Your Buyer's Guide would befine if it had links to your review and maybe other professional tests. I don't have any interest in reading that Joe Blow thinks a camera is swell but takes blurry pictures indoors. And a direct link to the specs rather than going through the comparitor would help too.

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Old Apr 12, 2006, 2:13 PM   #17
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Here, buy this one on Ebay. Is is inexpensive:

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Old Apr 12, 2006, 2:53 PM   #18
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dbruccoleri wrote:
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Here, buy this one on Ebay. Is is inexpensive:
If you read the confirmation e-mail you received and agreed to when joining our forums, you'll see that for sale posts are not allowed here.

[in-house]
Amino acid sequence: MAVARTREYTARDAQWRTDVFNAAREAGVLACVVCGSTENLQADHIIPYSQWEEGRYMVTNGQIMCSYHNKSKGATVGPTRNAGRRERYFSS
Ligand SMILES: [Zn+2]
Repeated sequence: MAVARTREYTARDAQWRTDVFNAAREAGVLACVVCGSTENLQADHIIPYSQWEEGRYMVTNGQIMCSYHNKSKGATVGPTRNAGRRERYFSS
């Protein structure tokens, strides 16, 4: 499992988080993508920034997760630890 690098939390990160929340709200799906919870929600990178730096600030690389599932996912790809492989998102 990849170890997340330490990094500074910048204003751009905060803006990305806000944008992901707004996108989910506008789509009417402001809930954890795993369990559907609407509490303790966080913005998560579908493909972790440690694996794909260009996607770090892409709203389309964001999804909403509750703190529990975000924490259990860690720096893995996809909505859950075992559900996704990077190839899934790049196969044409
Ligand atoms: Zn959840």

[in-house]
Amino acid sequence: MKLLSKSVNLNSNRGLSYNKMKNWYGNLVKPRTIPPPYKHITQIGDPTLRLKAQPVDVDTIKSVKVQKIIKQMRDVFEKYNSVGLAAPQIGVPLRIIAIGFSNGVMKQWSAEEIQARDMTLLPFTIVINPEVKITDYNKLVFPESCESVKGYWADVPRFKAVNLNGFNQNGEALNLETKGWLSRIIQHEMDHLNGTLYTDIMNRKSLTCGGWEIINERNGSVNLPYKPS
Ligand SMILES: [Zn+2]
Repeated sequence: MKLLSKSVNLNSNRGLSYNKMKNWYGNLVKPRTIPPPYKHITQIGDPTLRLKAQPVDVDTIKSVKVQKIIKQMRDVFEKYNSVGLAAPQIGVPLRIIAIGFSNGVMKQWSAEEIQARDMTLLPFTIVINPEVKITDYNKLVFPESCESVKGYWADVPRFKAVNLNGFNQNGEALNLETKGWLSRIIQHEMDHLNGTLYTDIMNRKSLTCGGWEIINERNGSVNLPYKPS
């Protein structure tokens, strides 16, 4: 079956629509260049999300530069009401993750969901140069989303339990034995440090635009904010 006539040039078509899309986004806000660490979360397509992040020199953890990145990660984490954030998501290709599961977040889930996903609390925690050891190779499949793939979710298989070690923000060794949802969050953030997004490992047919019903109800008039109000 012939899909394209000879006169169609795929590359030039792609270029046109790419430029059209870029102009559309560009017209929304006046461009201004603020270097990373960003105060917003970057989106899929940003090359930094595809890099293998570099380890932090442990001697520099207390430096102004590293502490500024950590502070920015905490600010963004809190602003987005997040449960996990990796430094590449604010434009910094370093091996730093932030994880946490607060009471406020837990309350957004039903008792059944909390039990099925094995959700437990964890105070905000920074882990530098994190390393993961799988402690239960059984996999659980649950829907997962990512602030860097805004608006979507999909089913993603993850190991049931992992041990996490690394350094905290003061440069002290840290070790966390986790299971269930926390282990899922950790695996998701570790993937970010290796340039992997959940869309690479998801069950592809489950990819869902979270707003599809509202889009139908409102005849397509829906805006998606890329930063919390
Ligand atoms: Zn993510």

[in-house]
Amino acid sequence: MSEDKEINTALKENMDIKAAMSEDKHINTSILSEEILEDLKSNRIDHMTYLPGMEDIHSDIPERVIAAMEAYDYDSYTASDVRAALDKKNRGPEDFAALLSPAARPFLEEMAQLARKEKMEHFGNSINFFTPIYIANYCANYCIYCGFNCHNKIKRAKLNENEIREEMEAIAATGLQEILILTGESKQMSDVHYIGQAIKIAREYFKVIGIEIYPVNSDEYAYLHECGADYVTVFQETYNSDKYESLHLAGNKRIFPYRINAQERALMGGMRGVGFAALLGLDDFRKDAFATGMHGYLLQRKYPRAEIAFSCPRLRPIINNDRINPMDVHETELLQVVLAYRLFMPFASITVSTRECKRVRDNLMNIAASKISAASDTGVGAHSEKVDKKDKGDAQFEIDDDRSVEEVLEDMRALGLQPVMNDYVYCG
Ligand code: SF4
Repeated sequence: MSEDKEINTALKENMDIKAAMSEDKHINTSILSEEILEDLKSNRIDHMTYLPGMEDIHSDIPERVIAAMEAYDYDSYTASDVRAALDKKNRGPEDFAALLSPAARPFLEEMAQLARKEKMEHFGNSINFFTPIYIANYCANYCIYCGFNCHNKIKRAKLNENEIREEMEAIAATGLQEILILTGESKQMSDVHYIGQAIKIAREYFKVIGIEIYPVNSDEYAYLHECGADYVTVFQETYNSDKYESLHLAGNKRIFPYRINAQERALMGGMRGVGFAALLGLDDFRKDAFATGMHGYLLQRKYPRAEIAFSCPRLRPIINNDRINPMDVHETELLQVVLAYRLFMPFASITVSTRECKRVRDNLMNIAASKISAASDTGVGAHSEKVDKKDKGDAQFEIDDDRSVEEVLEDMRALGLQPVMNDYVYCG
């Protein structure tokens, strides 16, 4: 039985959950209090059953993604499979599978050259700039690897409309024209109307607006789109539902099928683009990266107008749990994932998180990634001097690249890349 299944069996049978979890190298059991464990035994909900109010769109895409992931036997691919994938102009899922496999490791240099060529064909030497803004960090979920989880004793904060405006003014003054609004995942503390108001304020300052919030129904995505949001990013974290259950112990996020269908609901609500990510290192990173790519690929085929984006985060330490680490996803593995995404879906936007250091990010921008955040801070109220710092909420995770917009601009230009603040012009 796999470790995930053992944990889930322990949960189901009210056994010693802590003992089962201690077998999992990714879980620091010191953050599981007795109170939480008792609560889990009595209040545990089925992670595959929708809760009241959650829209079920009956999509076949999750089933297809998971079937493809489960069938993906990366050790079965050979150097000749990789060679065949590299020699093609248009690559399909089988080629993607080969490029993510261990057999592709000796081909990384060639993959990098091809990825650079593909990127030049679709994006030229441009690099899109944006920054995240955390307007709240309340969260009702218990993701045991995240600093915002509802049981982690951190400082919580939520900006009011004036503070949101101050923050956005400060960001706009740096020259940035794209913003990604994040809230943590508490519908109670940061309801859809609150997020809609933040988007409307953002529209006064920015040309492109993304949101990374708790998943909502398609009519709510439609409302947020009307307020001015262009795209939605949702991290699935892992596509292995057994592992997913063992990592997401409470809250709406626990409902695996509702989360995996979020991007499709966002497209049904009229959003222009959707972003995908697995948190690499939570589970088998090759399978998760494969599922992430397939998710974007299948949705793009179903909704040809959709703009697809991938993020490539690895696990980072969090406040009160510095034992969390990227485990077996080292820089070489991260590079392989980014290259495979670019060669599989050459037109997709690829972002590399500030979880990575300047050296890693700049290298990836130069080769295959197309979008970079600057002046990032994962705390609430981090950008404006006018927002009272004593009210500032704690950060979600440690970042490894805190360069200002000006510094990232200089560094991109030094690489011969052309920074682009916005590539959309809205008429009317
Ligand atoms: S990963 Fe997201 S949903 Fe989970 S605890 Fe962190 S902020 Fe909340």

Jim C.

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Old Apr 13, 2006, 9:04 AM   #19
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wow a lot of replies.





so any suggestions? good quality, very sleek, ultra light and small. photo prints are not imporant for me, as long as i have good zoom, excellent quaility pics and ultra light and compact, I'm fine.
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Old Apr 13, 2006, 10:56 AM   #20
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This was taken with the Optio S4. I have the S4 and a Casio S600 and the Optio is by far the smaller of the two. Remember though, ALL of the ultra small cameras have poor flash performance no matter who makes them. The S6 replaces the S4 and has more resolution.

Tom